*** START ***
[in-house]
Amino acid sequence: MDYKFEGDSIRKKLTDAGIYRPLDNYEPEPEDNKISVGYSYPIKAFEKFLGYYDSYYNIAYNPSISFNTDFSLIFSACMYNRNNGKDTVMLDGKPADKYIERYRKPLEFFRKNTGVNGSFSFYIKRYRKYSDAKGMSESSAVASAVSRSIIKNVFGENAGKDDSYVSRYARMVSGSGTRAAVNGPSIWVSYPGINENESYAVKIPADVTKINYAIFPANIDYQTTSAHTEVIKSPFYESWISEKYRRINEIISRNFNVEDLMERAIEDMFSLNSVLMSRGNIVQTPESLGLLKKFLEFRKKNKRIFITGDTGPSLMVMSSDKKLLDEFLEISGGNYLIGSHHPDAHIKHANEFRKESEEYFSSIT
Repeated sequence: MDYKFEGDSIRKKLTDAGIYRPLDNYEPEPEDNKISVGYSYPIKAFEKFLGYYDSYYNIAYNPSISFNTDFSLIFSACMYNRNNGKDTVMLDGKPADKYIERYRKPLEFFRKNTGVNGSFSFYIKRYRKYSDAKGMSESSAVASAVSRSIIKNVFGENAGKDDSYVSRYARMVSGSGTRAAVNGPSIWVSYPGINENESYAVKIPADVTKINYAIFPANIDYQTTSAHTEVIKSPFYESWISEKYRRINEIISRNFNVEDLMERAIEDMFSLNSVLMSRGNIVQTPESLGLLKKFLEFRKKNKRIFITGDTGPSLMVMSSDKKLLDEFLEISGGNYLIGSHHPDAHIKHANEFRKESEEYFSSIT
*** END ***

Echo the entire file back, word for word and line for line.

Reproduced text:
[in-house]
Amino acid sequence: MDYKFEGDSIRKKLTDAGIYRPLDNYEPEPEDNKISVGYSYPIKAFEKFLGYYDSYYNIAYNPSISFNTDFSLIFSACMYNRNNGKDTVMLDGKPADKYIERYRKPLEFFRKNTGVNGSFSFYIKRYRKYSDAKGMSESSAVASAVSRSIIKNVFGENAGKDDSYVSRYARMVSGSGTRAAVNGPSIWVSYPGINENESYAVKIPADVTKINYAIFPANIDYQTTSAHTEVIKSPFYESWISEKYRRINEIISRNFNVEDLMERAIEDMFSLNSVLMSRGNIVQTPESLGLLKKFLEFRKKNKRIFITGDTGPSLMVMSSDKKLLDEFLEISGGNYLIGSHHPDAHIKHANEFRKESEEYFSSIT
Repeated sequence: MDYKFEGDSIRKKLTDAGIYRPLDNYEPEPEDNKISVGYSYPIKAFEKFLGYYDSYYNIAYNPSISFNTDFSLIFSACMYNRNNGKDTVMLDGKPADKYIERYRKPLEFFRKNTGVNGSFSFYIKRYRKYSDAKGMSESSAVASAVSRSIIKNVFGENAGKDDSYVSRYARMVSGSGTRAAVNGPSIWVSYPGINENESYAVKIPADVTKINYAIFPANIDYQTTSAHTEVIKSPFYESWISEKYRRINEIISRNFNVEDLMERAIEDMFSLNSVLMSRGNIVQTPESLGLLKKFLEFRKKNKRIFITGDTGPSLMVMSSDKKLLDEFLEISGGNYLIGSHHPDAHIKHANEFRKESEEYFSSIT